A common and profound barrier to optimal health is poor sleep with many failing to put in place a solid pre-bed routine that promotes a relaxed environment for a great night’s sleep.
Have you ever tried to go to sleep after a very stressful day in the office?
I would hazard a guess that it took you a good long while to actually get to switch your brain off and sleep at all. The repetition of the stressful events replaying on tap with no rhyme or reason.
One of the first strategies that I put in place with my clients is to set a consistent pre-bed routine – one that promotes deep relaxation, not just baseline levels of relaxation which generally includes binge watching a series on Netflix.
Good Sleep Prep Step 1 – THE LAST MEAL OF THE DAY
Your pre-bed routine starts with your last meal of the day. What you putt in that meal can go a long way to promote a better sleep.
TIP: Try adding some carbohydrates into your last meal, for example – Sweet potato, Rice or Oats.
Carbohydrates help boost the neurotransmitters (brain chemicals) Serotonin and Gaba which are responsible for feeling happy, calm and relaxed.
Think of it this way. How do you feel after you have eaten an extremely heavy carbohydrate meal like a roast dinner for example? Sleepy?!
If you start your day with a carbohydrate heavy meal, it might be worth changing your breakfast to something like an omelette, meat or oily fish. These foods rich in protein and fats boost the neurotransmitters responsible for Drive, focus and brain speed.
Good Sleep Prep Step 2 – SWITCH OFF YOUR SCREENS
Artificial light is a major cause of sleep disruption, one that continues to get worse with our increasing dependability on phones and laptops.
There are certain spectrums of light – we should wish to avoid with the biggest one being blue light. Blue light from screens has been shown to significantly decrease melatonin levels in the brain
Serotonin is the precursor to Melatonin – Which we know is great for feeling happy and relaxed.
TIP: If you absolutely have to use your devices then try this.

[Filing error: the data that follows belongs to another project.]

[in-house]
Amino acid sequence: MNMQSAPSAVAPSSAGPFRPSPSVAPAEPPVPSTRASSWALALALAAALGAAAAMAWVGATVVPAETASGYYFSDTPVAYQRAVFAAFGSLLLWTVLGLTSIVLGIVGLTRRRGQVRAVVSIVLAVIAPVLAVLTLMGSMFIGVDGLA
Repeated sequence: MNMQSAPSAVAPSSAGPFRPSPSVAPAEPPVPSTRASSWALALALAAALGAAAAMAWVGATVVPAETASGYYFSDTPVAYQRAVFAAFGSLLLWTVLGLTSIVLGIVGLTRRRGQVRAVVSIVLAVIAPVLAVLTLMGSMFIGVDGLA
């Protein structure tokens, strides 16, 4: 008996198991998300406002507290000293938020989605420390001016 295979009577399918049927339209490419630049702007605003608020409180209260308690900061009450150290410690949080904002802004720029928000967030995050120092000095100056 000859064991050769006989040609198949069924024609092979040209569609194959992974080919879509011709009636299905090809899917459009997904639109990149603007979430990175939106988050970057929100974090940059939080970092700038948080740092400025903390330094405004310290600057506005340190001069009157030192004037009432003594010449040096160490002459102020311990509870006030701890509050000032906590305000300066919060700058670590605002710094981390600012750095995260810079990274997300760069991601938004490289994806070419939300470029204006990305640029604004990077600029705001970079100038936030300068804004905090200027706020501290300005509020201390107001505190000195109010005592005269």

Download a program called F.lux. This will shift the colour of your screen from blueish hue to an orange – reducing your exposure to blue light and helping to save melatonin and sleep much better.
Good Sleep Prep Step 3 – BREATHE
One thing I like to do and feel works wonders for me is breath work – I like diaphragmatic breathing.
TIP: Lay down in a dark room on your back. Inhale deeply through your nose and hold the breath in your diaphragm for a 3-5 seconds.
Then, exhale through your mouth for another 3-5 seconds and repeat for around 10 minutes or until you feel relaxed.
Good Sleep Prep Step 4 – READ
Reading a good book is a fantastic alternative to screen scrolling pre-bed. Try the following.
- Pick a book unrelated to work. You do not want to build on the stresses of the day by reading work related content. This will more than likely enhance the active brain – not relax it.
- Aim to read between 10-20 pages. This should be enough to leave you feeling relaxed.
I have been known to fall asleep mid sentence!
Good Sleep Prep Step 5 – GO DARK
Make sure the room is absolutely pitch black, no lights from TV’s, alarm clocks etc.
- Make sure your room is cool and not too hot.
- Try meditating. This ties into breathing techniques but may be simply listening to some relaxing music.
- Try ‘Brain dumping’. Some call it journalling! Think of your brain as a computer hard drive. IT only holds a finite amount of memory. When that memory is full, the computer slows down and eventually crashes. This is the same with your brain. Try removing some of the memory by writing down your key points of the day or irrational stressors. That way, you leave some memory clear to fill with more positive actions.
In part 2 of this series, I will be going through some of favourite sleep aids and supplements to help improve the quality of sleep.VIEW ALL BLOGS